In an effort to improve relations with Cuba, President Obama has announced on Tuesday he will take off the country’s name from the US list of state sponsors of terrorism. The decision came after the leaders of the two countries met at a regional summit in Panama.
Added to the terrorism list in 1982, a State Department review concluded that Cuba met the requirements for the removal, Obama said in a formal notice to Congress.
He told lawmakers that Cuba “has not provided any support for international terrorism during the preceding 6-month period,” and has offered “assurances that it will not support acts of international terrorism in the future.”
According to The Huffington Post, Josh Earnest, White House spokesman, said in a statement, “We will continue to have differences with the Cuban government, but our concerns over a wide range of Cuba’s policies and actions fall outside the criteria that is relevant to whether to rescind Cuba’s designation as a State Sponsor of Terrorism.”
The Congress has 45 days to assess Obama’s decision before it is implemented.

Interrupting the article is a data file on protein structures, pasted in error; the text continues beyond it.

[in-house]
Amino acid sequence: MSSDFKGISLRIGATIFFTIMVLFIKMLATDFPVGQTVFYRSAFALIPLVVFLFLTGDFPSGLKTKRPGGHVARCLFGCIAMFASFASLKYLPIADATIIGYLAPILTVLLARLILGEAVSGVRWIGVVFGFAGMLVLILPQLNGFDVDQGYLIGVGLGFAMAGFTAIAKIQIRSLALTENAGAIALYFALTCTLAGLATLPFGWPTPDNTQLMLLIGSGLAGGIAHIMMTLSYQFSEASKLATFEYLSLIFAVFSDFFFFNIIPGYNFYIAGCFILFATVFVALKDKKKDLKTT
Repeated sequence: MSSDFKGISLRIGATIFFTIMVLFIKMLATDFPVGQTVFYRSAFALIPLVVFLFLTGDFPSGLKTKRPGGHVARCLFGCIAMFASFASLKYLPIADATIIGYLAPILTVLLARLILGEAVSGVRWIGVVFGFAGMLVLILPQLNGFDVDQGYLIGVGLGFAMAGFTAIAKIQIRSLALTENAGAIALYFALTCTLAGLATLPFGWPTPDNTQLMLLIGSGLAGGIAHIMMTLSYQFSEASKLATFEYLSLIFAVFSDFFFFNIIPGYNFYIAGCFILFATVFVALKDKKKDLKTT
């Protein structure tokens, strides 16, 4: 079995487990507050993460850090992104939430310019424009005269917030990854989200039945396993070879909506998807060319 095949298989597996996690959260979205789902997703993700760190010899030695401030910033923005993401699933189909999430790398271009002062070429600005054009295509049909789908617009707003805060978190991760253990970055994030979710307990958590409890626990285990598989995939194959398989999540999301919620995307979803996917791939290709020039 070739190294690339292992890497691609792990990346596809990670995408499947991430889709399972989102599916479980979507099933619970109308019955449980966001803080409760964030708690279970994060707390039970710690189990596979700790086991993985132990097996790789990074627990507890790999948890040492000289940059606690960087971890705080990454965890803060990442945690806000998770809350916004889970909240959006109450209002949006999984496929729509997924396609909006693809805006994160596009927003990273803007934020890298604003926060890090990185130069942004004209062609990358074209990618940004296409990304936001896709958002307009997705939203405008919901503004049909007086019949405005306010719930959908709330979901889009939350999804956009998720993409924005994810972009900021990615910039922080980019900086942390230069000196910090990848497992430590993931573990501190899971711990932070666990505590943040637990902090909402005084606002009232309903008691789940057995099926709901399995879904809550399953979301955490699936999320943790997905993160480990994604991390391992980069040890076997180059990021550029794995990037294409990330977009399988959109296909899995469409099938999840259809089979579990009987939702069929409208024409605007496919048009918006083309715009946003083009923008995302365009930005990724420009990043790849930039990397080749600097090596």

Cuba was enlisted as a state sponsor of terrorism in 1982 – for its support and allegiance to Marxist revolutionary movements – during the Cold War.
Secretary of State John F. Kerry said, “Our hemisphere, and the world, look very different today than they did 33 years ago,” as reported by The Washington Post.
However, Obama’s decision to remove Cuba from the list was met with reproach.
Marco Rubio, R-Fla, a 2016 presidential candidate, said that Cuba was sheltering U.S. fugitives.
Obama’s decision “sends a chilling message to our enemies aboard that this White House is no longer serious about calling terrorism by its proper name,” Rubio said, as reported by USA Today.
John Boehner (R-Ohio), also expressed his criticism about taking Cuba’s name off of the list.
“I am disappointed that the White House seems determined to reward the Castro regime, which has a clear record of repression at home and exporting violence throughout the region. Not even a week has passed since the brutal attacks on Cuban democracy protestors in Panama City during the Summit for the Americas,” he said.
“Those attacks – and the Castros’ long history of human rights violations — demonstrate the folly of revisiting diplomatic relations with this communist dictatorship and removing it from the State Department’s list of state sponsors of terror.”
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